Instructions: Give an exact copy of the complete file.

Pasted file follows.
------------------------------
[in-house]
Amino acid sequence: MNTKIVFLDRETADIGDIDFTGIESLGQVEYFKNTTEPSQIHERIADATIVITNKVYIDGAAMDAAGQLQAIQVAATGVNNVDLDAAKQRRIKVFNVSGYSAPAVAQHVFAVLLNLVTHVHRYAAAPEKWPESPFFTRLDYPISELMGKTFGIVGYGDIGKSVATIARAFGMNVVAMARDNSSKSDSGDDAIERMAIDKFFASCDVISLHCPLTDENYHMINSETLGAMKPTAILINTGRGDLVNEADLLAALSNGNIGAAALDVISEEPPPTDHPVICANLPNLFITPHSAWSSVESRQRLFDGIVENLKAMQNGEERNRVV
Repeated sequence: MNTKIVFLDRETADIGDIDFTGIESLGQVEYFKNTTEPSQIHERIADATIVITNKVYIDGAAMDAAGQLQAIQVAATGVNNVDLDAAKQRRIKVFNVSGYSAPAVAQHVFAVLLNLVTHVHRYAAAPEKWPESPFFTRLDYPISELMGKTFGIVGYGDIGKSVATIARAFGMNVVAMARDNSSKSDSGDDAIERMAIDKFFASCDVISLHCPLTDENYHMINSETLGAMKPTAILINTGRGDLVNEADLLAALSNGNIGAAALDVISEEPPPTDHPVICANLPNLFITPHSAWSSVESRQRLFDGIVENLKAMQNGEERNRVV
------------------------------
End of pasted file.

[in-house]
Amino acid sequence: MNTKIVFLDRETADIGDIDFTGIESLGQVEYFKNTTEPSQIHERIADATIVITNKVYIDGAAMDAAGQLQAIQVAATGVNNVDLDAAKQRRIKVFNVSGYSAPAVAQHVFAVLLNLVTHVHRYAAAPEKWPESPFFTRLDYPISELMGKTFGIVGYGDIGKSVATIARAFGMNVVAMARDNSSKSDSGDDAIERMAIDKFFASCDVISLHCPLTDENYHMINSETLGAMKPTAILINTGRGDLVNEADLLAALSNGNIGAAALDVISEEPPPTDHPVICANLPNLFITPHSAWSSVESRQRLFDGIVENLKAMQNGEERNRVV
Repeated sequence: MNTKIVFLDRETADIGDIDFTGIESLGQVEYFKNTTEPSQIHERIADATIVITNKVYIDGAAMDAAGQLQAIQVAATGVNNVDLDAAKQRRIKVFNVSGYSAPAVAQHVFAVLLNLVTHVHRYAAAPEKWPESPFFTRLDYPISELMGKTFGIVGYGDIGKSVATIARAFGMNVVAMARDNSSKSDSGDDAIERMAIDKFFASCDVISLHCPLTDENYHMINSETLGAMKPTAILINTGRGDLVNEADLLAALSNGNIGAAALDVISEEPPPTDHPVICANLPNLFITPHSAWSSVESRQRLFDGIVENLKAMQNGEERNRVV